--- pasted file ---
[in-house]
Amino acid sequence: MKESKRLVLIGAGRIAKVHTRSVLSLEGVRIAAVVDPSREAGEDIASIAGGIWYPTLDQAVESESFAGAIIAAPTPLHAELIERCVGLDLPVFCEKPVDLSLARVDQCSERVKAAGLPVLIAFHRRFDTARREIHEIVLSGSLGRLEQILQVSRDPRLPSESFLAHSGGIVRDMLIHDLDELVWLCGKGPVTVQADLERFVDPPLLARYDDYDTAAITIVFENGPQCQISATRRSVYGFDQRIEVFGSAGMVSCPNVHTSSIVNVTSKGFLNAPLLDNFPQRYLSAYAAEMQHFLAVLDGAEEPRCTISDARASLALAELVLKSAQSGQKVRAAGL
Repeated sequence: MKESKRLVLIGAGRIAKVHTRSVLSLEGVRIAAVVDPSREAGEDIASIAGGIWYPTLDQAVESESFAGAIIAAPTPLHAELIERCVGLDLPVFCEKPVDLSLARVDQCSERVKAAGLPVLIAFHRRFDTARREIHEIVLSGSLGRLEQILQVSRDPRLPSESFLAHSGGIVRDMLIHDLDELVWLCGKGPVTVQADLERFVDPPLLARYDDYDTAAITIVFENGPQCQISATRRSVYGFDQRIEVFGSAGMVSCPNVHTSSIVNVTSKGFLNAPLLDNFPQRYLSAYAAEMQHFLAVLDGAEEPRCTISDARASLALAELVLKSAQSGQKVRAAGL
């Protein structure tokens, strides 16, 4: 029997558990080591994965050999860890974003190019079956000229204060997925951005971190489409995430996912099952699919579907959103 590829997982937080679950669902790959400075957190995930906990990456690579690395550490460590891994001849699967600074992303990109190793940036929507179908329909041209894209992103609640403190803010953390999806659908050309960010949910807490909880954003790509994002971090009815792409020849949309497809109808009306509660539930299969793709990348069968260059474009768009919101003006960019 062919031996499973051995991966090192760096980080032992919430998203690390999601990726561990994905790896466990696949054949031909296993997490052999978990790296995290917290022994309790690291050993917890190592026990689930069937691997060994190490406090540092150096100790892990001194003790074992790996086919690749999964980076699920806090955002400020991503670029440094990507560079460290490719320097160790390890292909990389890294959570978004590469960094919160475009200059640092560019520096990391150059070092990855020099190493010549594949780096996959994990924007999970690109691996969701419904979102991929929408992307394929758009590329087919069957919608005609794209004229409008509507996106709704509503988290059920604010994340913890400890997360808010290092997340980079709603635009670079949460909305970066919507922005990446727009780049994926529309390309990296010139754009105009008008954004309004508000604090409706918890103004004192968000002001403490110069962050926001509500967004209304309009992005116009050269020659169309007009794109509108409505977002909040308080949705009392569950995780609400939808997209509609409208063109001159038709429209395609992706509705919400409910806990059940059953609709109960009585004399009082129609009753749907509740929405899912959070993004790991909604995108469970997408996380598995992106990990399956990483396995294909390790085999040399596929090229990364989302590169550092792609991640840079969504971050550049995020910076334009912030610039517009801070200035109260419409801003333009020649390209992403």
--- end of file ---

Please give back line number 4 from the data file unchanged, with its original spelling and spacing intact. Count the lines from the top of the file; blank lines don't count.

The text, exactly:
């Protein structure tokens, strides 16, 4: 029997558990080591994965050999860890974003190019079956000229204060997925951005971190489409995430996912099952699919579907959103 590829997982937080679950669902790959400075957190995930906990990456690579690395550490460590891994001849699967600074992303990109190793940036929507179908329909041209894209992103609640403190803010953390999806659908050309960010949910807490909880954003790509994002971090009815792409020849949309497809109808009306509660539930299969793709990348069968260059474009768009919101003006960019 062919031996499973051995991966090192760096980080032992919430998203690390999601990726561990994905790896466990696949054949031909296993997490052999978990790296995290917290022994309790690291050993917890190592026990689930069937691997060994190490406090540092150096100790892990001194003790074992790996086919690749999964980076699920806090955002400020991503670029440094990507560079460290490719320097160790390890292909990389890294959570978004590469960094919160475009200059640092560019520096990391150059070092990855020099190493010549594949780096996959994990924007999970690109691996969701419904979102991929929408992307394929758009590329087919069957919608005609794209004229409008509507996106709704509503988290059920604010994340913890400890997360808010290092997340980079709603635009670079949460909305970066919507922005990446727009780049994926529309390309990296010139754009105009008008954004309004508000604090409706918890103004004192968000002001403490110069962050926001509500967004209304309009992005116009050269020659169309007009794109509108409505977002909040308080949705009392569950995780609400939808997209509609409208063109001159038709429209395609992706509705919400409910806990059940059953609709109960009585004399009082129609009753749907509740929405899912959070993004790991909604995108469970997408996380598995992106990990399956990483396995294909390790085999040399596929090229990364989302590169550092792609991640840079969504971050550049995020910076334009912030610039517009801070200035109260419409801003333009020649390209992403």